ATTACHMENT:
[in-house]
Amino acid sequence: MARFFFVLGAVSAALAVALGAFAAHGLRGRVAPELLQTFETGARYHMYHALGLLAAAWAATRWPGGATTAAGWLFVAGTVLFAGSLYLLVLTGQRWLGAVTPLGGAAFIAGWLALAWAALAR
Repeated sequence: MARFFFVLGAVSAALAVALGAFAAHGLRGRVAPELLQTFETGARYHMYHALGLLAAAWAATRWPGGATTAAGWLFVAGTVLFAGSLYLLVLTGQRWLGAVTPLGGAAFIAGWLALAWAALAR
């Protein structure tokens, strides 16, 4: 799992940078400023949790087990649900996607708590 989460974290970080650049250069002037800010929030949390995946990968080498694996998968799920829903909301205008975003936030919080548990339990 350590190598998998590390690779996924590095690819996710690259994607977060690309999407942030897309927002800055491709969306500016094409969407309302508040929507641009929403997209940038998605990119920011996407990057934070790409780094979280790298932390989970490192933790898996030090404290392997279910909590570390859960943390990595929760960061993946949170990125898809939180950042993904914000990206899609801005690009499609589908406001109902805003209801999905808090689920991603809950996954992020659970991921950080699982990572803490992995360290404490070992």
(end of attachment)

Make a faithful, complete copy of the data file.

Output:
[in-house]
Amino acid sequence: MARFFFVLGAVSAALAVALGAFAAHGLRGRVAPELLQTFETGARYHMYHALGLLAAAWAATRWPGGATTAAGWLFVAGTVLFAGSLYLLVLTGQRWLGAVTPLGGAAFIAGWLALAWAALAR
Repeated sequence: MARFFFVLGAVSAALAVALGAFAAHGLRGRVAPELLQTFETGARYHMYHALGLLAAAWAATRWPGGATTAAGWLFVAGTVLFAGSLYLLVLTGQRWLGAVTPLGGAAFIAGWLALAWAALAR
């Protein structure tokens, strides 16, 4: 799992940078400023949790087990649900996607708590 989460974290970080650049250069002037800010929030949390995946990968080498694996998968799920829903909301205008975003936030919080548990339990 350590190598998998590390690779996924590095690819996710690259994607977060690309999407942030897309927002800055491709969306500016094409969407309302508040929507641009929403997209940038998605990119920011996407990057934070790409780094979280790298932390989970490192933790898996030090404290392997279910909590570390859960943390990595929760960061993946949170990125898809939180950042993904914000990206899609801005690009499609589908406001109902805003209801999905808090689920991603809950996954992020659970991921950080699982990572803490992995360290404490070992």